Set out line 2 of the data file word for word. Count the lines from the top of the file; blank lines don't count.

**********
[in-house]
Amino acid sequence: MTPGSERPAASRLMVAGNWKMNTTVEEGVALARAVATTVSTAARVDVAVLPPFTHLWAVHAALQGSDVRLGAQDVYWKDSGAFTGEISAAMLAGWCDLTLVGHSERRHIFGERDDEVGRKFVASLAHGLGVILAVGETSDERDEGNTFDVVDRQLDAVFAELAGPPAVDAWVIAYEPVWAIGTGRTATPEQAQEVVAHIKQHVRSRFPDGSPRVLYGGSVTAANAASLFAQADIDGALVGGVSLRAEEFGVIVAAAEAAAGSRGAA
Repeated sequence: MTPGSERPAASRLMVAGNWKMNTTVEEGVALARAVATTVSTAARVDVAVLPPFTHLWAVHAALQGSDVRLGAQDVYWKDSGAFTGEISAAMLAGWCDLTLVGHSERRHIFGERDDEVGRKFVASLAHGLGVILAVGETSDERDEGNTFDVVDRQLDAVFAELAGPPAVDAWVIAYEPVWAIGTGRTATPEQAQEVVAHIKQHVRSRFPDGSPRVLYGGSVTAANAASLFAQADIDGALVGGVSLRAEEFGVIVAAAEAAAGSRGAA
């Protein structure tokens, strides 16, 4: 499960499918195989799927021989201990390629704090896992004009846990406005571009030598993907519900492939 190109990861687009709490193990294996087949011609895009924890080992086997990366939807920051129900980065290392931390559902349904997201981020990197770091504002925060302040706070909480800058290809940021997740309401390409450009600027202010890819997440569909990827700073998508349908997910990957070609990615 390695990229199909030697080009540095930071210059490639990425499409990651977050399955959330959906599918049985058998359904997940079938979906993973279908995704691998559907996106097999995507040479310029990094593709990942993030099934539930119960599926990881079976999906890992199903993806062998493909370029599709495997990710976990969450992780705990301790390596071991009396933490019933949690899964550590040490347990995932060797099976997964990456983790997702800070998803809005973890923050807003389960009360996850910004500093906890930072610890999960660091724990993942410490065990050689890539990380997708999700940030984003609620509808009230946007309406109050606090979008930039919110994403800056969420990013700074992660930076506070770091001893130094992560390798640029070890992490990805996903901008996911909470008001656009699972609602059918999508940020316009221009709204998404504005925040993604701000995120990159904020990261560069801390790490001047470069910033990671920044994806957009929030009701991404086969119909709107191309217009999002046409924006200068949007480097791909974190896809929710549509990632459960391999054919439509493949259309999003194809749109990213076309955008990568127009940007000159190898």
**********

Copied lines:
Amino acid sequence: MTPGSERPAASRLMVAGNWKMNTTVEEGVALARAVATTVSTAARVDVAVLPPFTHLWAVHAALQGSDVRLGAQDVYWKDSGAFTGEISAAMLAGWCDLTLVGHSERRHIFGERDDEVGRKFVASLAHGLGVILAVGETSDERDEGNTFDVVDRQLDAVFAELAGPPAVDAWVIAYEPVWAIGTGRTATPEQAQEVVAHIKQHVRSRFPDGSPRVLYGGSVTAANAASLFAQADIDGALVGGVSLRAEEFGVIVAAAEAAAGSRGAA